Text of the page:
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Reassessing the Bronze and Iron Age economy: Sheep and goat husbandry in the Southern Levant as a model case study

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Chapter Summary

This chapter reassesses economic strategies practiced in Bronze and Iron Age sites as revealed by zooarchaeological finds of sheep and goats. Animal bones are, in most cases, the second most common find in archaeological sites. Many scholars have discussed the economy of the Bronze and Iron Ages in the southern Levant. The relative percentage of sheep in a caprine herd and data regarding mortality profiles and caprine products were derived from 68 sites and strata. It is not surprising that sheep and goats were bred and exploited in a mixed herd by most pastoralists. Numerous zooarchaeological reports were examined; however, data on the sheep/goat ratio could be derived from merely 57 sites and strata. Many scholars have discussed the kill-off patterns in caprine herds and their projection on utilization of caprine for prime (meat) and secondary products (milk, wool, and hides).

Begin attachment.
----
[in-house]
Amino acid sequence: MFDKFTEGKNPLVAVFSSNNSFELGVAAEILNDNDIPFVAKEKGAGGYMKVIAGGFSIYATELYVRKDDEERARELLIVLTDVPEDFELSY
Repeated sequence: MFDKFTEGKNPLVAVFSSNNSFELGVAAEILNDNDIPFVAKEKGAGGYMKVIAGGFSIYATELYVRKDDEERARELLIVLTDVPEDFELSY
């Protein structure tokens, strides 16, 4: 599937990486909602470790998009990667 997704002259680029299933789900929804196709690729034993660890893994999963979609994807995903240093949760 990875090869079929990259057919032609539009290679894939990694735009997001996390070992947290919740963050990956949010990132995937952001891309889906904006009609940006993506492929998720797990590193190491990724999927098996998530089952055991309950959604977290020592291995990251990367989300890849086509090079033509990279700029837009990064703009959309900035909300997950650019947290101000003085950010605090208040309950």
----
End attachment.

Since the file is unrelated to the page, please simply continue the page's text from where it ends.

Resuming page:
Keywords: animal bones; Bronze Age; caprine; goats; Iron Age; sheep; southern Levant



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